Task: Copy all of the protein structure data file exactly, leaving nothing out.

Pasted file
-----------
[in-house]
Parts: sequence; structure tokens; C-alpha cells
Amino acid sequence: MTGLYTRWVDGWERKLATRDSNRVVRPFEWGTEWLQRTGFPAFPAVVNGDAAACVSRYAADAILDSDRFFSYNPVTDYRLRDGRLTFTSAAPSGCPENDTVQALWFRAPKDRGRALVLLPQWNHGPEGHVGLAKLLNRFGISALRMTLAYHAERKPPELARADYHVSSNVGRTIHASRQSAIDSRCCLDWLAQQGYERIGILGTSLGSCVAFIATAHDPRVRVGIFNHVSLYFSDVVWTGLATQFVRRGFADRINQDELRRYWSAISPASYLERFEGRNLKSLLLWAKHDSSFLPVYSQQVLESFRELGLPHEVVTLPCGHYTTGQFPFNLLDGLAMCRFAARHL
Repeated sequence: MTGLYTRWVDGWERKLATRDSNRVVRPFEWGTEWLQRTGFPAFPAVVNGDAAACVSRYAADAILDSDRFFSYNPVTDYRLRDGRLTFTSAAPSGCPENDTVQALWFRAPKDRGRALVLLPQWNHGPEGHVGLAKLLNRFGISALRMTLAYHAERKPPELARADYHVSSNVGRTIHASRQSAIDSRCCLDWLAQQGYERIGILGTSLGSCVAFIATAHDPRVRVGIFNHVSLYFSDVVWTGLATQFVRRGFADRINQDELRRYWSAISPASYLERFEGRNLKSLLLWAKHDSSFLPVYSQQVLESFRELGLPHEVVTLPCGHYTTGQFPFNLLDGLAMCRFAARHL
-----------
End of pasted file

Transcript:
[in-house]
Parts: sequence; structure tokens; C-alpha cells
Amino acid sequence: MTGLYTRWVDGWERKLATRDSNRVVRPFEWGTEWLQRTGFPAFPAVVNGDAAACVSRYAADAILDSDRFFSYNPVTDYRLRDGRLTFTSAAPSGCPENDTVQALWFRAPKDRGRALVLLPQWNHGPEGHVGLAKLLNRFGISALRMTLAYHAERKPPELARADYHVSSNVGRTIHASRQSAIDSRCCLDWLAQQGYERIGILGTSLGSCVAFIATAHDPRVRVGIFNHVSLYFSDVVWTGLATQFVRRGFADRINQDELRRYWSAISPASYLERFEGRNLKSLLLWAKHDSSFLPVYSQQVLESFRELGLPHEVVTLPCGHYTTGQFPFNLLDGLAMCRFAARHL
Repeated sequence: MTGLYTRWVDGWERKLATRDSNRVVRPFEWGTEWLQRTGFPAFPAVVNGDAAACVSRYAADAILDSDRFFSYNPVTDYRLRDGRLTFTSAAPSGCPENDTVQALWFRAPKDRGRALVLLPQWNHGPEGHVGLAKLLNRFGISALRMTLAYHAERKPPELARADYHVSSNVGRTIHASRQSAIDSRCCLDWLAQQGYERIGILGTSLGSCVAFIATAHDPRVRVGIFNHVSLYFSDVVWTGLATQFVRRGFADRINQDELRRYWSAISPASYLERFEGRNLKSLLLWAKHDSSFLPVYSQQVLESFRELGLPHEVVTLPCGHYTTGQFPFNLLDGLAMCRFAARHL